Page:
Elucidation of Two Major Aggregation Pathways in an IgG2 Antibody
Nicholas Van Buren, Douglas Rehder, Himanshu Gadgil, Masazumi Matsumura, Jaby Jacob
Journal of Pharmaceutical Sciences
wo major aggregation pathways observed in an IgG2 molecule are described. Different aggregate species generated by long-term incubation of the antibody at 37°C were collected by a semi-preparative size exclusion chromatography method. These purified species were analyzed extensively by denaturing size-exclusion chromatography methods. The major aggregation pathway at low pH (4.0) resulted in the formation of both dimers and high molecular weight (HMW) aggregates. It was found that these dimers and HMW aggregates contain antibody molecules that have a peptide bond cleavage between an aspartic acid and proline residue in the CH2 domain. Evidence that unfolding of the CH2 domain may be driving the aggregation at low pH is presented. At higher pH (pH – 6.0), formation of a dimer having approximately 75% covalent character was the major aggregation pathway while formation of higher molecular weight aggregates were largely suppressed. The covalent dimer consisted of both disulfide linked antibody molecules and another species (∼26%) that was formed due to nondisulfide covalent bonds between two heavy chains. At pH – 5.0, both dimer and higher molecular weight aggregates were formed and the aggregation pathway was a combination of the major pathways observed at pH – 4.0 and 6.0. The dimer species formed at pH – 5.0 had a larger contribution from covalent species—both disulfide and nondisulfide linked, while the HMW aggregate contained a higher percentage of molecules that had the peptide bond cleavage in the CH2 domain. The dimer formed at pH – 6.0 was found to have identical secondary and tertiary structure as the intact antibody molecule. However, the dimer and higher molecular weight aggregate formed at pH – 4.0 have altered secondary and tertiary structure.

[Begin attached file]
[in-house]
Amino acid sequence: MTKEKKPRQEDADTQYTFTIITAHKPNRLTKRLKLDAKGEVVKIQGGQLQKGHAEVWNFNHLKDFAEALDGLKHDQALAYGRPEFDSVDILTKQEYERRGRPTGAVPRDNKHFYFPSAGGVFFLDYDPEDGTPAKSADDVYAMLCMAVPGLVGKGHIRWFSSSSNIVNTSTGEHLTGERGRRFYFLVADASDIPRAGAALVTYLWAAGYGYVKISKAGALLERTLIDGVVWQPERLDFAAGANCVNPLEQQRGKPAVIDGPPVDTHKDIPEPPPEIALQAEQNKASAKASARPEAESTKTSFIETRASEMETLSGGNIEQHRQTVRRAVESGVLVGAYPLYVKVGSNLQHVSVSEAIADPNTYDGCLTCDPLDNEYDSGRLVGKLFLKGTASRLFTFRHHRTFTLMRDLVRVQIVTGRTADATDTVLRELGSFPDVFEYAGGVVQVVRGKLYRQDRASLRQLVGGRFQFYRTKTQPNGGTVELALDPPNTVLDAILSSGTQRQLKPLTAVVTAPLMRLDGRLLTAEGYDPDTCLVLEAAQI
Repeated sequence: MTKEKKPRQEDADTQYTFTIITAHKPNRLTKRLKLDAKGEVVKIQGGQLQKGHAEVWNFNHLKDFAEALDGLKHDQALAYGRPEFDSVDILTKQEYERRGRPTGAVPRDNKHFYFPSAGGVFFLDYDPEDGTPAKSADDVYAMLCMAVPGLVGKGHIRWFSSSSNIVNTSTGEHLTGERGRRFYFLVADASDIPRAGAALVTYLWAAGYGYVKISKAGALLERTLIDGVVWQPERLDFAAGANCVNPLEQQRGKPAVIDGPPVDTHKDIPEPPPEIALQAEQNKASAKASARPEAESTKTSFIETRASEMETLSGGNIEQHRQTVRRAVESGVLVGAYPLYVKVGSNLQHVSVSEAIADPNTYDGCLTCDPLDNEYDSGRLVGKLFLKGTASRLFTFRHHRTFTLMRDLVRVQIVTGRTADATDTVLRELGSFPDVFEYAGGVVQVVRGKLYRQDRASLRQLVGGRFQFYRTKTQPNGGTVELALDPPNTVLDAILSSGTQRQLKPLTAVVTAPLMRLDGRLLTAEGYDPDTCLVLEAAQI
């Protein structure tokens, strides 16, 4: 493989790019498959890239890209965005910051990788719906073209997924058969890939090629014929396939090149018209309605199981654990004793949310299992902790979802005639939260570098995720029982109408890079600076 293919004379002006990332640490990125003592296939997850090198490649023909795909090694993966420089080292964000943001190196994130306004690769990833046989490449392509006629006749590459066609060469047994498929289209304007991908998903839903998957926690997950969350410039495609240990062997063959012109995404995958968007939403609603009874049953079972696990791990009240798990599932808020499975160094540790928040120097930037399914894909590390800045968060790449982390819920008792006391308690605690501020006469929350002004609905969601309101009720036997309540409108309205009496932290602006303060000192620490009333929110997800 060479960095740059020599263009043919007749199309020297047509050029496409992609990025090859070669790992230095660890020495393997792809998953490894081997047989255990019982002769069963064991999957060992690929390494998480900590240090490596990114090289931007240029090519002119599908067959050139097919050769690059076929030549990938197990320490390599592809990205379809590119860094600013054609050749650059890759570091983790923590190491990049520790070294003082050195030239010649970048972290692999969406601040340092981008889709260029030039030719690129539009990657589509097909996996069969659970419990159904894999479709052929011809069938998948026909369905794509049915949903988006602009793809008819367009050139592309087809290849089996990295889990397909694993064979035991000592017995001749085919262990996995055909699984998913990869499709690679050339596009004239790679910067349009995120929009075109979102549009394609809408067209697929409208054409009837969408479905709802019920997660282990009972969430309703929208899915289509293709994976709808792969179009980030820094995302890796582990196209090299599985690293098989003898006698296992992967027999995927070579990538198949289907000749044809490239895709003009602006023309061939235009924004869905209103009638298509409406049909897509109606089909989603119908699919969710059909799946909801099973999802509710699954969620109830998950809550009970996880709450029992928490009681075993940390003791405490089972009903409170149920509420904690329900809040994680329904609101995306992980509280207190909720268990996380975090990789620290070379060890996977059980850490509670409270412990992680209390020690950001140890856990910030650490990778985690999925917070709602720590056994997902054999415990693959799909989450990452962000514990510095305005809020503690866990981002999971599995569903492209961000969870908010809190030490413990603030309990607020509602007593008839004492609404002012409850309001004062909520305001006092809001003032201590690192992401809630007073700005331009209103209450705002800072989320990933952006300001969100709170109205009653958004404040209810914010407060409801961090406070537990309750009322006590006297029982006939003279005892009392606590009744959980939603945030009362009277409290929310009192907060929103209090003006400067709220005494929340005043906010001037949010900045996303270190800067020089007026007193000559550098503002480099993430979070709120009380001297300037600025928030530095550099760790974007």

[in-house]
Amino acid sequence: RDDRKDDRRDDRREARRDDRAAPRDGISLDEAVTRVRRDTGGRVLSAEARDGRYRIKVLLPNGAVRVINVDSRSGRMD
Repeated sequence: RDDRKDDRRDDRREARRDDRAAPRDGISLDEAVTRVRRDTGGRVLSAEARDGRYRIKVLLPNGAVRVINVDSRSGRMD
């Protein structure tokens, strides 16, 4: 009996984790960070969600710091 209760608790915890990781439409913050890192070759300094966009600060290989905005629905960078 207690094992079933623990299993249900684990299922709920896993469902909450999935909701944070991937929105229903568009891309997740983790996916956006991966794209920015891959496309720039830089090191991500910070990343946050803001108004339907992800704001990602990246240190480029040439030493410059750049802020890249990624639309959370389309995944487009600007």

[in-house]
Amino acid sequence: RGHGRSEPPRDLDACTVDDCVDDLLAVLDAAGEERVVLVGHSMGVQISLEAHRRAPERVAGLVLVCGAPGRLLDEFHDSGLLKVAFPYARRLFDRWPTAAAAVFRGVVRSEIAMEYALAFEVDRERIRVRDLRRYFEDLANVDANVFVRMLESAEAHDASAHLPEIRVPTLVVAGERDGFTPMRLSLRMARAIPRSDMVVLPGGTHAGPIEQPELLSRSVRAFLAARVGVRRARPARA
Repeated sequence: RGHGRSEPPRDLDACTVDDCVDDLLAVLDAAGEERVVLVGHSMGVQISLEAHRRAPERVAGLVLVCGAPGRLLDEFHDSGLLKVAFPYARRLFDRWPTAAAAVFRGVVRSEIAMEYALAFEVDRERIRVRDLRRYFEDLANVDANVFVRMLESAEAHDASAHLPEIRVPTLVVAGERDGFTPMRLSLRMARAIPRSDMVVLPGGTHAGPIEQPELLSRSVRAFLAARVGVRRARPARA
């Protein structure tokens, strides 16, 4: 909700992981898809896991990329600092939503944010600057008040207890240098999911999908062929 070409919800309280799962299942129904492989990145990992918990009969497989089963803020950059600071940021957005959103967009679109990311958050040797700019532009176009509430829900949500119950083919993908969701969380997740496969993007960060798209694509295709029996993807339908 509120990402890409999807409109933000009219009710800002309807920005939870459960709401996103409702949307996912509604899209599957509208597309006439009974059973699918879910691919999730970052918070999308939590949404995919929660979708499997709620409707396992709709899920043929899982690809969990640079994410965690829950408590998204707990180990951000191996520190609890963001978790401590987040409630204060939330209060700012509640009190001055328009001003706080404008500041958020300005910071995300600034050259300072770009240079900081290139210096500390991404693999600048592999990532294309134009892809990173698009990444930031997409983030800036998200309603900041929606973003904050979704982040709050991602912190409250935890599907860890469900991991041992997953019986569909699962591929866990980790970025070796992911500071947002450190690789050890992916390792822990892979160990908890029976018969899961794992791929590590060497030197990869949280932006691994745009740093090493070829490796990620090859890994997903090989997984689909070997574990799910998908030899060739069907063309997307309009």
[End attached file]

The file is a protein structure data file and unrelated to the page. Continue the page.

Circular dichroism, Secondary structure, Tertiary structure, Aggregation, Antibodies, Pharmaceutical, Biochemistry